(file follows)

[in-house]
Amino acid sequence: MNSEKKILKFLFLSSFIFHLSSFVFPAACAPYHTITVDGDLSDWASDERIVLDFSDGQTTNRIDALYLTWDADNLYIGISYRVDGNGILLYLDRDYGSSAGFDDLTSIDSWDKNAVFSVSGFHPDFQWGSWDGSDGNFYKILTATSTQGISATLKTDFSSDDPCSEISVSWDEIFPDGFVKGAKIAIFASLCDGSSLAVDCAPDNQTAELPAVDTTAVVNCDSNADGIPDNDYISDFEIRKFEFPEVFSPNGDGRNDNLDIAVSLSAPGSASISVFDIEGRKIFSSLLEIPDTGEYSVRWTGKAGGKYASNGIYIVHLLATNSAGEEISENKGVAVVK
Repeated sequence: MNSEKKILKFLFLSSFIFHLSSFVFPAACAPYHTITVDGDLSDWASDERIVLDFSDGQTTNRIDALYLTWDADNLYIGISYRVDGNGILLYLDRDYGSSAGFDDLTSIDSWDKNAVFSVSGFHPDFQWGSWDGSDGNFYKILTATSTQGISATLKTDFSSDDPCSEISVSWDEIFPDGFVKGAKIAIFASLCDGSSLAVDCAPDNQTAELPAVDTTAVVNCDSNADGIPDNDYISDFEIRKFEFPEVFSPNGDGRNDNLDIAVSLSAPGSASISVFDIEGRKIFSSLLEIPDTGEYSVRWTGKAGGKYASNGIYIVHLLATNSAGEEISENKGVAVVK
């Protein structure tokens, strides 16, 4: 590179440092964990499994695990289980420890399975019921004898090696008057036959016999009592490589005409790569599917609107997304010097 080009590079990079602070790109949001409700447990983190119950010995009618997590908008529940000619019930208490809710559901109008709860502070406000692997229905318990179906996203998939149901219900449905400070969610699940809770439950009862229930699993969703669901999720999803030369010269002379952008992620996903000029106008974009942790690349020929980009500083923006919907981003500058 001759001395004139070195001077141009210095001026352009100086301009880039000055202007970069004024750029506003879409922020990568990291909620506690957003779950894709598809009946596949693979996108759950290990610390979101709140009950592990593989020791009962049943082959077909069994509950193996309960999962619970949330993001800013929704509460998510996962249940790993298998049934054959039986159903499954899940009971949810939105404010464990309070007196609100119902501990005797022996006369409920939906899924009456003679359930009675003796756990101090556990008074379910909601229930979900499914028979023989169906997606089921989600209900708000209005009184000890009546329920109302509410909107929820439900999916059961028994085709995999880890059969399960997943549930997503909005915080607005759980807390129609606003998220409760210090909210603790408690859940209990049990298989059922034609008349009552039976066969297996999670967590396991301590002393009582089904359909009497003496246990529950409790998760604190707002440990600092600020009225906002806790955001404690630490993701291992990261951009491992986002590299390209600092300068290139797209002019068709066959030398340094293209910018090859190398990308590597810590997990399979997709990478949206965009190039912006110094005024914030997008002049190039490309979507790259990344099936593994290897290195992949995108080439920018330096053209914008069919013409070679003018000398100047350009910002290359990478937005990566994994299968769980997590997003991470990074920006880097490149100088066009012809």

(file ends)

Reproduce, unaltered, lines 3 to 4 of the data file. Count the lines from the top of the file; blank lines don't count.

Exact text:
Repeated sequence: MNSEKKILKFLFLSSFIFHLSSFVFPAACAPYHTITVDGDLSDWASDERIVLDFSDGQTTNRIDALYLTWDADNLYIGISYRVDGNGILLYLDRDYGSSAGFDDLTSIDSWDKNAVFSVSGFHPDFQWGSWDGSDGNFYKILTATSTQGISATLKTDFSSDDPCSEISVSWDEIFPDGFVKGAKIAIFASLCDGSSLAVDCAPDNQTAELPAVDTTAVVNCDSNADGIPDNDYISDFEIRKFEFPEVFSPNGDGRNDNLDIAVSLSAPGSASISVFDIEGRKIFSSLLEIPDTGEYSVRWTGKAGGKYASNGIYIVHLLATNSAGEEISENKGVAVVK
């Protein structure tokens, strides 16, 4: 590179440092964990499994695990289980420890399975019921004898090696008057036959016999009592490589005409790569599917609107997304010097 080009590079990079602070790109949001409700447990983190119950010995009618997590908008529940000619019930208490809710559901109008709860502070406000692997229905318990179906996203998939149901219900449905400070969610699940809770439950009862229930699993969703669901999720999803030369010269002379952008992620996903000029106008974009942790690349020929980009500083923006919907981003500058 001759001395004139070195001077141009210095001026352009100086301009880039000055202007970069004024750029506003879409922020990568990291909620506690957003779950894709598809009946596949693979996108759950290990610390979101709140009950592990593989020791009962049943082959077909069994509950193996309960999962619970949330993001800013929704509460998510996962249940790993298998049934054959039986159903499954899940009971949810939105404010464990309070007196609100119902501990005797022996006369409920939906899924009456003679359930009675003796756990101090556990008074379910909601229930979900499914028979023989169906997606089921989600209900708000209005009184000890009546329920109302509410909107929820439900999916059961028994085709995999880890059969399960997943549930997503909005915080607005759980807390129609606003998220409760210090909210603790408690859940209990049990298989059922034609008349009552039976066969297996999670967590396991301590002393009582089904359909009497003496246990529950409790998760604190707002440990600092600020009225906002806790955001404690630490993701291992990261951009491992986002590299390209600092300068290139797209002019068709066959030398340094293209910018090859190398990308590597810590997990399979997709990478949206965009190039912006110094005024914030997008002049190039490309979507790259990344099936593994290897290195992949995108080439920018330096053209914008069919013409070679003018000398100047350009910002290359990478937005990566994994299968769980997590997003991470990074920006880097490149100088066009012809």